Who Was Jesus?

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Who Was Jesus?

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"In the beginning was the Word, and the Word was with God, and the Word was God" (John 1:1).

Except perhaps for the book of Hebrews, the Gospel of John gives the most complete explanation in the New Testament about the divinity of Jesus Christ. As previously noted, John 1:1-3 and John 1:14 clearly explain that the Word was God and dwelt with the Father until He later became the Messiah or Christ, meaning "Anointed One."

As British scholar F.F. Bruce commented regarding Jesus: "The New Testament indicates that he existed before he lived on earth as a historical character. We are thus encouraged to ask not only, 'What was the mode of this earlier existence of his?' ... but also, 'What is he said to have done in that earlier existence?'" (Jesus Past, Present and Future: The Work of Christ, 1979, pp. 11-12).

As The New Bible Commentary: Revised explains about the opening passage of John's Gospel: "In the prologue the pre-existence and deity of Christ are expressed explicitly. The Logos [the Greek term rendered 'Word' here] was not only with God in the beginning, but was God (1:1), and it was this Logos who became flesh and is identified with Christ" (p. 928).

Several other passages in John's Gospel reveal significant details that help us understand even more fully. Consider an account later in chapter 1: "The next day John [the Baptist] saw Jesus coming toward Him, and said, 'Behold! The Lamb of God who takes away the sin of the world! This is He of whom I said, "After me comes a Man who is preferred before me, for He was before me"'" (Jon 1:29-30; compare John 1:15).

John the Baptist was born before Jesus (Luke 1:35-36, Luke 1:57-60) and began his ministry before Christ began His. Yet John still said of Jesus, "He was before me." Why? Considering the whole of John 1, the reason must be that Jesus was the preexistent Word prior to His human birth (John 1:14).

His existence before Abraham

In dealing with accusations from the Pharisees in John 8, Jesus said to them, "Even if I bear witness of Myself, My witness is true, for I know where I came from [beside the Father in heaven] and where I am going; but you do not know where I come from and where I am going" (John 8:14).

Later the apostle Paul commented on their lack of understanding: "The people of Jerusalem and their rulers did not recognize Jesus, or understand the words of the prophets which are read sabbath by sabbath; indeed, they fulfilled them by condemning him" (Acts 13:27, REB).

Just as in the first century, relatively few people today truly comprehend who Jesus was, where He came from, what He is doing and what He will yet do.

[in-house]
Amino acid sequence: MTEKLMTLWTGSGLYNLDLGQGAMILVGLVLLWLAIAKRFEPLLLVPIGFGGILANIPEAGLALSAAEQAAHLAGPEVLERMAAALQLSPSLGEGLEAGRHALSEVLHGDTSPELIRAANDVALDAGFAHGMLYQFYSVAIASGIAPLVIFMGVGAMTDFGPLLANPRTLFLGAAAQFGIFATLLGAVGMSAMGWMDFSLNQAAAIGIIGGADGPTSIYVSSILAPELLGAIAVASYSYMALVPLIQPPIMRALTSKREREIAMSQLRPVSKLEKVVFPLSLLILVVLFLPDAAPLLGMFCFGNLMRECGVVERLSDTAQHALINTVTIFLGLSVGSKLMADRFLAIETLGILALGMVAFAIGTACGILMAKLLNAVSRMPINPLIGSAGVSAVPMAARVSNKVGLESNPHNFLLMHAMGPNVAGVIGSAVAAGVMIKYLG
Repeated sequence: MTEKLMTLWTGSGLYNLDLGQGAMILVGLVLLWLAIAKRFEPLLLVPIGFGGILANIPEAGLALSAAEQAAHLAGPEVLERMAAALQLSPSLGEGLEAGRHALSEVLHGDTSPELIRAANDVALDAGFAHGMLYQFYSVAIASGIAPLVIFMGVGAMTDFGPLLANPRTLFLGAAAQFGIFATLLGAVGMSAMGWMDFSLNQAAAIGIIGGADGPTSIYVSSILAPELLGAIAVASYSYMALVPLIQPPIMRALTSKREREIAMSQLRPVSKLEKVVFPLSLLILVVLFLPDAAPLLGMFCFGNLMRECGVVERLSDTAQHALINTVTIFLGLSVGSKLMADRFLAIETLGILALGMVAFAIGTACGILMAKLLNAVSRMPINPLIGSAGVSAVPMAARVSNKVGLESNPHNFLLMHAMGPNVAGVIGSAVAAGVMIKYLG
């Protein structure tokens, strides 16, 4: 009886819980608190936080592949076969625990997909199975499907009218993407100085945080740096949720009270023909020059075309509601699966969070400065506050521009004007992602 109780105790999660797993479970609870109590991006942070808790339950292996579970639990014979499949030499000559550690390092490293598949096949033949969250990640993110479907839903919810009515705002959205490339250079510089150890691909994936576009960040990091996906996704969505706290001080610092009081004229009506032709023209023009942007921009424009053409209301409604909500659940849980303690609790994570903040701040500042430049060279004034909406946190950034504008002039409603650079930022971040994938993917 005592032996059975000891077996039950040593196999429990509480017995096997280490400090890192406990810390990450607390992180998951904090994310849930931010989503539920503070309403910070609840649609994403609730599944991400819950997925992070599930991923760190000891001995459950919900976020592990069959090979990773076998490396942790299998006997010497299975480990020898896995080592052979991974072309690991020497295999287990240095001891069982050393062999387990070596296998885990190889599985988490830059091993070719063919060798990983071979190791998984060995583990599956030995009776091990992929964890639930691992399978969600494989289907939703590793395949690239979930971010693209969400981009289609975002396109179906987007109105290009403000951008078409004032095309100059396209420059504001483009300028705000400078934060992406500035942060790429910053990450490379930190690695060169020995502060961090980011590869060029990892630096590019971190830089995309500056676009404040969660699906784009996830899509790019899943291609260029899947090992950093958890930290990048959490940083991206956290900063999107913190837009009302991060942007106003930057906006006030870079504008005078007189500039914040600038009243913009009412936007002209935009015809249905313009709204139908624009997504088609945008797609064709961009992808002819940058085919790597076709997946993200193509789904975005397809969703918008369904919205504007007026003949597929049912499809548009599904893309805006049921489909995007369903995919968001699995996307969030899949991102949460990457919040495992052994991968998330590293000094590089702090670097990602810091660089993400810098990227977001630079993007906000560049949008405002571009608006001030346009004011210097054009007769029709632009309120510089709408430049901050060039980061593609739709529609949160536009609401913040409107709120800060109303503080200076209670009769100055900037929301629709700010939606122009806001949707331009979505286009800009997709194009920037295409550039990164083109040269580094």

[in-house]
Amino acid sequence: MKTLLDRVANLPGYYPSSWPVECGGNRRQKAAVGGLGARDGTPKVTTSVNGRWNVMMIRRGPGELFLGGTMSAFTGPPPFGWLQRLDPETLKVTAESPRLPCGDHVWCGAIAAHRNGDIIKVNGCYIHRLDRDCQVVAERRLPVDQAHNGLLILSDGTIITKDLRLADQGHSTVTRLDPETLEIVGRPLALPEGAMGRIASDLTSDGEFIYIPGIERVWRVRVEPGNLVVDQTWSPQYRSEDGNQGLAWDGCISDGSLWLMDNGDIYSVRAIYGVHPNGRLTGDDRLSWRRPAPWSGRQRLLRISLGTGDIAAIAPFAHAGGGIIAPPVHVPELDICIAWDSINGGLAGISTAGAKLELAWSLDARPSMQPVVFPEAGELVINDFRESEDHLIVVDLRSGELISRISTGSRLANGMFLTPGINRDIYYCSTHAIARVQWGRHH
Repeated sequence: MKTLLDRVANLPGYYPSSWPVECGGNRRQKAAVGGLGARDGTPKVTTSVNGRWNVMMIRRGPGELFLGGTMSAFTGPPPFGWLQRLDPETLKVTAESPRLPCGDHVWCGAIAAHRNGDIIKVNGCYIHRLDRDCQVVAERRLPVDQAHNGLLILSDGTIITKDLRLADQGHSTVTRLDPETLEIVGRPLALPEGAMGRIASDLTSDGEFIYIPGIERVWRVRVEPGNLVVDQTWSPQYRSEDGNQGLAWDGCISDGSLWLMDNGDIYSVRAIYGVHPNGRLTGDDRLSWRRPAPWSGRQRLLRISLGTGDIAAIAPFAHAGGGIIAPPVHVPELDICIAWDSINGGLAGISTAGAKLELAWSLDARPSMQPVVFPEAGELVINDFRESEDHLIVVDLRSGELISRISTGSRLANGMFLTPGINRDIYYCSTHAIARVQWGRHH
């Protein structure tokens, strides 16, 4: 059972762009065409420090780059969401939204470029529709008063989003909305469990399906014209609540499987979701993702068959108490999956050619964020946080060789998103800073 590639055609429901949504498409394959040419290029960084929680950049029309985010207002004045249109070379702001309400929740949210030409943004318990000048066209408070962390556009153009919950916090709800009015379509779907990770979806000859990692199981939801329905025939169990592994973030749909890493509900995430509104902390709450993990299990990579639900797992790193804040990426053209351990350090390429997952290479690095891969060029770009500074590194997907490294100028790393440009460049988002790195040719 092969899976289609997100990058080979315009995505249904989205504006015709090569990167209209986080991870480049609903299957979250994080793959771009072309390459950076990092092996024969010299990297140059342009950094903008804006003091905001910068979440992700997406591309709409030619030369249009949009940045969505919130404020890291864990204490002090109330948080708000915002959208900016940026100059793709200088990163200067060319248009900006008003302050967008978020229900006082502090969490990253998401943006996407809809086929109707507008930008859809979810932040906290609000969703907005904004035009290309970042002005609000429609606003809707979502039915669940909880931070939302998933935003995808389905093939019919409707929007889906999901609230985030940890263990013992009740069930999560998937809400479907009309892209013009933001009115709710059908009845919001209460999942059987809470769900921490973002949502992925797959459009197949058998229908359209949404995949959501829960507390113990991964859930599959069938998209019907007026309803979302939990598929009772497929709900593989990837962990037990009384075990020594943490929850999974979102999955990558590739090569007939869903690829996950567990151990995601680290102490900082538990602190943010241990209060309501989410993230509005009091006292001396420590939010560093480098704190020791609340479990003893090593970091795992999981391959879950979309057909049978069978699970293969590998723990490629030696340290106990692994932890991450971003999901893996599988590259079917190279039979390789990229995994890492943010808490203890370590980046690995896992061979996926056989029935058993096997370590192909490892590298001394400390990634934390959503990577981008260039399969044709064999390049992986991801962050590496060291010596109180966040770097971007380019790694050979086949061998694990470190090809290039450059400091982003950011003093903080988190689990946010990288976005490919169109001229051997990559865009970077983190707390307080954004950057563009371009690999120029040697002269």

Later in John 8, the Jews gathered about Jesus asked Him, "Who do You make Yourself out to be?" (John 8:53). They simply had no idea of the real identity of the One with whom they were speaking. It is the same today. Few people really understand the true origins of Jesus Christ.

He patiently explained, "Your father Abraham rejoiced to see My day, and he saw it and was glad" (John 8:56). But how was this possible? The patriarch Abraham lived around 2,000 years before Jesus' birth. So those who heard Him challenged, "You are not yet fifty years old, and have you seen Abraham?" (John 8:57). To this question Jesus gave a stunning response: "Most assuredly, I say to you, before Abraham was, I AM" (John 8:58).

We should pause for a moment to digest what Jesus said.

He was declaring that His existence preceded that of Abraham. Moreover, the phrase "I AM" was a well-known title of divinity to the Jews. This goes back to Moses' first encounter with God at the burning bush.

A crucial encounter with Moses

Moses was concerned about how the Israelites would receive him and the commission God gave him, so he asked God, "Indeed, when I come to the children of Israel and say to them, 'The God of your fathers has sent me to you,' and they say to me, 'What is His name? What shall I say to them?'" (Exodus 3:13).

Observe the Creator's reply: "And God said to Moses, 'I AM WHO I AM.' And He said, 'Thus you shall say to the children of Israel, 'I AM has sent me to you'" (Exodus 3:14).

Note also the next verse: "Moreover God said to Moses, 'Thus you shall say to the children of Israel: "The Lord God of your fathers, the God of Abraham, the God of Isaac, and the God of Jacob, has sent me to you. This is My name forever, and this is My memorial to all generations" (Exodus 3:15).